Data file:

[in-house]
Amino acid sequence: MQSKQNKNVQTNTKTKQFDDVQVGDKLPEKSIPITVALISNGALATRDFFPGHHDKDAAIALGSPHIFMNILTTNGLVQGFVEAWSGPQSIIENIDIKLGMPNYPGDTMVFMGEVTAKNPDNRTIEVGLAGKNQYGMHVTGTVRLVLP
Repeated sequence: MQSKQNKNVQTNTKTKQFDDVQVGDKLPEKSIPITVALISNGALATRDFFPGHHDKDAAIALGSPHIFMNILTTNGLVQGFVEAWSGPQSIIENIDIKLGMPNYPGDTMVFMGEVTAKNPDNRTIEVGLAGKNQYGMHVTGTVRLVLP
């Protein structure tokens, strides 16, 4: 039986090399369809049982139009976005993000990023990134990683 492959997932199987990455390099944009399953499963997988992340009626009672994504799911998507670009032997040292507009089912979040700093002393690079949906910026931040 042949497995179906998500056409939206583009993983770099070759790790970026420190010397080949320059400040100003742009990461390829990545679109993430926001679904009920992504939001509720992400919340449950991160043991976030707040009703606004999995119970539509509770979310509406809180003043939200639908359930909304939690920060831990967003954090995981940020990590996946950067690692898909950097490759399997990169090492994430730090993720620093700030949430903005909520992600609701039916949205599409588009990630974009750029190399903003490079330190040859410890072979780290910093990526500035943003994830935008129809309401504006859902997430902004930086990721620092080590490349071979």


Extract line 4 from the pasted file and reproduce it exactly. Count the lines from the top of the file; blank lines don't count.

């Protein structure tokens, strides 16, 4: 039986090399369809049982139009976005993000990023990134990683 492959997932199987990455390099944009399953499963997988992340009626009672994504799911998507670009032997040292507009089912979040700093002393690079949906910026931040 042949497995179906998500056409939206583009993983770099070759790790970026420190010397080949320059400040100003742009990461390829990545679109993430926001679904009920992504939001509720992400919340449950991160043991976030707040009703606004999995119970539509509770979310509406809180003043939200639908359930909304939690920060831990967003954090995981940020990590996946950067690692898909950097490759399997990169090492994430730090993720620093700030949430903005909520992600609701039916949205599409588009990630974009750029190399903003490079330190040859410890072979780290910093990526500035943003994830935008129809309401504006859902997430902004930086990721620092080590490349071979």